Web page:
17. I have fresh organic rice straw bales this year. I have the biggest crop of beautiful mushrooms (huge clumps of really meaty and very healthy). They actually have crowded out the plants on all the straw bales. I can’t really grow anything because of the mushrooms heaving up the surface and crowding out the plants. What the heck are these and will they stop of do I just have to give up growing anything useful this year?

  18. Hi Folks. No mushrooms – yet. BUT a huge crop of wheat or barley shoots. Waiting now for a truck load of compost. I have built a raised bed around the bales and plan to cover and surround the bales with compost. I deviated from Joel’s book to allow for my situation: AZ intense heat drying the bales out, flood irrigation washing the straw away, Tomatoes in one gallon pots. I planted the bales in parallel with a one gal pot size gap between them. The gap make sit easy to transplant the tomatoes.
    To solve the grass problem: First I will take off the structures and drip system and then use a hedge trimmer to cut the “grass” down. Then cover with compost, then cover with black plastic. Then plant tomatoes between the bales and melons etc in the bales. Any comments would be welcome.

  19. What do I do to the grass growing,on my straw bales, how do I get rid of them, I havnt planted anything,yet, waiting about another week, to make we dont get another cold front, frost

  20. Update on my two raised beds with 4 bales in each planted on their sides with a 6 inch gap between bales filled with compost.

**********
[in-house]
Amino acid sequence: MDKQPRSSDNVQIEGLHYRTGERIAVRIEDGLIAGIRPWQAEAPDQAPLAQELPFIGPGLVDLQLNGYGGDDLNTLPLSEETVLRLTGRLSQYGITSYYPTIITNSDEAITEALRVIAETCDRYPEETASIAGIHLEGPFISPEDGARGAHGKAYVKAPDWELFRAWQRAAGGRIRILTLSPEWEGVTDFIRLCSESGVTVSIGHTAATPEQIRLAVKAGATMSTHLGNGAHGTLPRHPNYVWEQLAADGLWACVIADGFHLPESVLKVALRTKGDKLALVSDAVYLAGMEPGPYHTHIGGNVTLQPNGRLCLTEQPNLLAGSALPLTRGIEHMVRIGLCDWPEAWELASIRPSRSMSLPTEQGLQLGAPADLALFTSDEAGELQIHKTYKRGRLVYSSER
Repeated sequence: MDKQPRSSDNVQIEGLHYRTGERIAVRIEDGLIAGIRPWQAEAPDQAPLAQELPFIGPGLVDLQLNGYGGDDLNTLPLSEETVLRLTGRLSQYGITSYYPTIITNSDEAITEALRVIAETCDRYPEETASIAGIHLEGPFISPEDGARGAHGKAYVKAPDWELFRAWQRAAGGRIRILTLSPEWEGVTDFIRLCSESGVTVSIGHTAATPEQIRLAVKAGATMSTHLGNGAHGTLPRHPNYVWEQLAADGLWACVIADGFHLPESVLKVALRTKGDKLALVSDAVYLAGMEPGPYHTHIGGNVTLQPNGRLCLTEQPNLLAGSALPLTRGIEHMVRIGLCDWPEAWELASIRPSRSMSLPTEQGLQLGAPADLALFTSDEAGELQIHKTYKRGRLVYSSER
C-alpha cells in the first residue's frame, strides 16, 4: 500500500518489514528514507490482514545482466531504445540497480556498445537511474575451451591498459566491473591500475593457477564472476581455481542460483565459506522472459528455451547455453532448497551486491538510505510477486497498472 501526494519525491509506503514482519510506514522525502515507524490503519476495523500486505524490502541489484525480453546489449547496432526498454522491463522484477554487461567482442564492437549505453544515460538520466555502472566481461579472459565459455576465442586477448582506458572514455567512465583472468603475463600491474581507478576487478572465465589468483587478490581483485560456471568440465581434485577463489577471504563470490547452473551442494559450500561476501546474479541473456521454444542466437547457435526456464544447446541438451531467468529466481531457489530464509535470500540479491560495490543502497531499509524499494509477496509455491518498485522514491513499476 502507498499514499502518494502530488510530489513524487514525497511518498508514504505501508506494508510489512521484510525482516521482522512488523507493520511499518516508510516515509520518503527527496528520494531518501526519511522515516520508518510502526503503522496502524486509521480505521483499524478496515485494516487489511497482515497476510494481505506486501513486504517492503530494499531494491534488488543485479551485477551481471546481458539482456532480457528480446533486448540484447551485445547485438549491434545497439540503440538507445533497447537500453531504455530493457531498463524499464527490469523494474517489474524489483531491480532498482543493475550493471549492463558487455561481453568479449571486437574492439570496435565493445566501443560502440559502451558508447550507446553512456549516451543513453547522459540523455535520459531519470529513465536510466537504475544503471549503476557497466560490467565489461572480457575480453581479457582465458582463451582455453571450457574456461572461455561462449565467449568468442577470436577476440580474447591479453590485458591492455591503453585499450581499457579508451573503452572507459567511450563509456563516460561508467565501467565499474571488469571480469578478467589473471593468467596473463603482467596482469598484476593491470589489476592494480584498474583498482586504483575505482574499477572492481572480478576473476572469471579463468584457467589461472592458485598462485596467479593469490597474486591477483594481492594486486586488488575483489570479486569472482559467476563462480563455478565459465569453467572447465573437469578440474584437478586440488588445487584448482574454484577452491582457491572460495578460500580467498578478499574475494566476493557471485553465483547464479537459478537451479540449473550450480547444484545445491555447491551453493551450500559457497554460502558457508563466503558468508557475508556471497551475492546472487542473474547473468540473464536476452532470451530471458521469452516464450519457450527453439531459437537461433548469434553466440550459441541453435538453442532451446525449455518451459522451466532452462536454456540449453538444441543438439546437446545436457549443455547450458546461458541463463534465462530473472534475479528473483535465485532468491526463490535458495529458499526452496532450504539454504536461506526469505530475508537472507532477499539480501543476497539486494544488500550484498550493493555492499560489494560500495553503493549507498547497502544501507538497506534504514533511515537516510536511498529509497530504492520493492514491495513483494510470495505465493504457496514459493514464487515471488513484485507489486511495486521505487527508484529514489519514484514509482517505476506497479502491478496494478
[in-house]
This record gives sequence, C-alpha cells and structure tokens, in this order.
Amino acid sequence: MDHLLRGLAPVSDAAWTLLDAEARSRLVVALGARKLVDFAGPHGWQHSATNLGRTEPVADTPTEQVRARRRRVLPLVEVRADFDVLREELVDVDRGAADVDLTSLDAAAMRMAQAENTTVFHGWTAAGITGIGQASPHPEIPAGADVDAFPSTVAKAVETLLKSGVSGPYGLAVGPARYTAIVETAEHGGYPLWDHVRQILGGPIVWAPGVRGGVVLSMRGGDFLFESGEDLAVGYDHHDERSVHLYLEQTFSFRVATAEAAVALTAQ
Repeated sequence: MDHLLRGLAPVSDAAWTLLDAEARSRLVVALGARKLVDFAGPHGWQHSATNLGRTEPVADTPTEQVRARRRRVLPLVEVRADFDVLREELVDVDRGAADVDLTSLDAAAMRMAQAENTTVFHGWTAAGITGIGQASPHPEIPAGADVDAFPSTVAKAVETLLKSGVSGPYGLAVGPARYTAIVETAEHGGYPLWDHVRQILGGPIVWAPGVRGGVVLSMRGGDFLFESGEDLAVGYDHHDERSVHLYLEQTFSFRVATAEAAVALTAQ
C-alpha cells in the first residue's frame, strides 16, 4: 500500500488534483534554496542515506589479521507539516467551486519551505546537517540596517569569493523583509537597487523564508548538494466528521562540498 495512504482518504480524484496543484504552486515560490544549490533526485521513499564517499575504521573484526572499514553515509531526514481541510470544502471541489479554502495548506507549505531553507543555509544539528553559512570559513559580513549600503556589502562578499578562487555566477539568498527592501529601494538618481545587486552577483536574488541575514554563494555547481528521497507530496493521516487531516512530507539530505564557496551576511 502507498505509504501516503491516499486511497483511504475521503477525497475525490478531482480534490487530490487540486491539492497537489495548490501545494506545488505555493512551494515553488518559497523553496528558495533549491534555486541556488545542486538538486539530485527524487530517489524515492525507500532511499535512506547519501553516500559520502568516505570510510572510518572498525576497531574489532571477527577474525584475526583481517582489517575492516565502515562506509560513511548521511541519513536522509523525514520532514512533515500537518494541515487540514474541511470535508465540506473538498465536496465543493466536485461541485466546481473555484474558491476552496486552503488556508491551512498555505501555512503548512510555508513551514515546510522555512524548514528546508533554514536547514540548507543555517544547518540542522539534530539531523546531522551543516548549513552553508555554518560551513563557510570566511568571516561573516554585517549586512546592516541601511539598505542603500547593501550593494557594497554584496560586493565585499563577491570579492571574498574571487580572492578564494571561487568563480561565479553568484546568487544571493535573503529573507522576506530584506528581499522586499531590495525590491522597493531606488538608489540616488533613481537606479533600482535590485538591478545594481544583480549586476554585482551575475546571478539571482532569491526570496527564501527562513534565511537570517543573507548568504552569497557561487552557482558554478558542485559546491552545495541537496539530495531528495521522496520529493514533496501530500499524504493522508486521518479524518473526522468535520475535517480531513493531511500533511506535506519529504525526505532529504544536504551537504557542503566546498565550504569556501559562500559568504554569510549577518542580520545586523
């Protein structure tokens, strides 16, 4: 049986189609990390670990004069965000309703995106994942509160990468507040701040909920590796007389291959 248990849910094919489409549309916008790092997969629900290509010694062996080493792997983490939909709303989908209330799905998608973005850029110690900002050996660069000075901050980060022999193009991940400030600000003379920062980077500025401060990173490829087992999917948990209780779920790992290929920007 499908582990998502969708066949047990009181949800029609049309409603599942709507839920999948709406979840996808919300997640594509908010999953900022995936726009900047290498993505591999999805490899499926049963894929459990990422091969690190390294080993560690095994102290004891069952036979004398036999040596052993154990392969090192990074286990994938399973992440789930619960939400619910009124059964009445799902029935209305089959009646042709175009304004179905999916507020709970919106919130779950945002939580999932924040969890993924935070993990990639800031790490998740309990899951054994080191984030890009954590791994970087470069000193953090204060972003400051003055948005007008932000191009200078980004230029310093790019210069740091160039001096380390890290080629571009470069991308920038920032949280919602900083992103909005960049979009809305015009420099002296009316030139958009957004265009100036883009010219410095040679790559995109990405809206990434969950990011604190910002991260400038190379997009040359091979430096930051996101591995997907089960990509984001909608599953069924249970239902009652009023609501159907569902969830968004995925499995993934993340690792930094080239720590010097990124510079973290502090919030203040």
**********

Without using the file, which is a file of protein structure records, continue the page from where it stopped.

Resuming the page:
Summary – use black plastic to completely cover the bales until no more signs of grass growing.
    My wheat grass grew so profusely that I was forced to use a hedge trimmer to cut it down. Cut a few strings. Pain to repair. Then I tried Joel’s vinegar, dishwasher soap and salt solution brushed on. That worked fine for the seeds that had sprouted. But just as soon as I got rid of the first batch another lot started up. I finally covered both bed areas with black plastic and that stopped the grass. Then I cut holes and planted tomatoes from one gall pots into the compost filled gaps between the bales. The toms did not like the reflected heat from the black plastic. So I covered the black plastic with 2 inches of mulch and the tomatoes are going gang busters. The second set of 4 bales with 8 barrow loads of mulch on top in a 16 inch raised bed with black plastic removed. So far no grass and the toms are thriving. Getting ready to plant summer squash and melons etc in the bales between the tomatoes. Did not have this problem last year, so it must be a bad batch of bales.